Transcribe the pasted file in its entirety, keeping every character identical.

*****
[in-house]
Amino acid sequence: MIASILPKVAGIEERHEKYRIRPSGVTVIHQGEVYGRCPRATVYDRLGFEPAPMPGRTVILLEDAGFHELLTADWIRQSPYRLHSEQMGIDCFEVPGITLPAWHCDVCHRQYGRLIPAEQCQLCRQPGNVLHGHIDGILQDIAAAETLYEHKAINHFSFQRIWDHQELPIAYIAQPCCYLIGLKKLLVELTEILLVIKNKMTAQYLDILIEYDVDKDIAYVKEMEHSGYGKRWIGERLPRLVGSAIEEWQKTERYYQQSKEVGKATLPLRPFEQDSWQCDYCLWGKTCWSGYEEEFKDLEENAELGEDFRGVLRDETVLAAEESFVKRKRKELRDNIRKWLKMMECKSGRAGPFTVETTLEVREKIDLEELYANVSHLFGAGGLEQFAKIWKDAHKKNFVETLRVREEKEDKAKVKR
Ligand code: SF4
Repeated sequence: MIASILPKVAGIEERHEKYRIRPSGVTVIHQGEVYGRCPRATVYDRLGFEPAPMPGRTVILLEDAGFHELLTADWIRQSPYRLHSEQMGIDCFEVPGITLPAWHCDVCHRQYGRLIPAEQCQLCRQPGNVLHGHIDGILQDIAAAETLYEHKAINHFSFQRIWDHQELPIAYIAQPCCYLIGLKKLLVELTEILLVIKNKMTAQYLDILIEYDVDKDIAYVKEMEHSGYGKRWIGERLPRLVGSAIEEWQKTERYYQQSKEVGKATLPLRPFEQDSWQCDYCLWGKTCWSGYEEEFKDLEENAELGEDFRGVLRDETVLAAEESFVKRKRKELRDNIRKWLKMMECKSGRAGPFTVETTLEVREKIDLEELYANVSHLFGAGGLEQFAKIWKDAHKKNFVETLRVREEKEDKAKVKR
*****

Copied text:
[in-house]
Amino acid sequence: MIASILPKVAGIEERHEKYRIRPSGVTVIHQGEVYGRCPRATVYDRLGFEPAPMPGRTVILLEDAGFHELLTADWIRQSPYRLHSEQMGIDCFEVPGITLPAWHCDVCHRQYGRLIPAEQCQLCRQPGNVLHGHIDGILQDIAAAETLYEHKAINHFSFQRIWDHQELPIAYIAQPCCYLIGLKKLLVELTEILLVIKNKMTAQYLDILIEYDVDKDIAYVKEMEHSGYGKRWIGERLPRLVGSAIEEWQKTERYYQQSKEVGKATLPLRPFEQDSWQCDYCLWGKTCWSGYEEEFKDLEENAELGEDFRGVLRDETVLAAEESFVKRKRKELRDNIRKWLKMMECKSGRAGPFTVETTLEVREKIDLEELYANVSHLFGAGGLEQFAKIWKDAHKKNFVETLRVREEKEDKAKVKR
Ligand code: SF4
Repeated sequence: MIASILPKVAGIEERHEKYRIRPSGVTVIHQGEVYGRCPRATVYDRLGFEPAPMPGRTVILLEDAGFHELLTADWIRQSPYRLHSEQMGIDCFEVPGITLPAWHCDVCHRQYGRLIPAEQCQLCRQPGNVLHGHIDGILQDIAAAETLYEHKAINHFSFQRIWDHQELPIAYIAQPCCYLIGLKKLLVELTEILLVIKNKMTAQYLDILIEYDVDKDIAYVKEMEHSGYGKRWIGERLPRLVGSAIEEWQKTERYYQQSKEVGKATLPLRPFEQDSWQCDYCLWGKTCWSGYEEEFKDLEENAELGEDFRGVLRDETVLAAEESFVKRKRKELRDNIRKWLKMMECKSGRAGPFTVETTLEVREKIDLEELYANVSHLFGAGGLEQFAKIWKDAHKKNFVETLRVREEKEDKAKVKR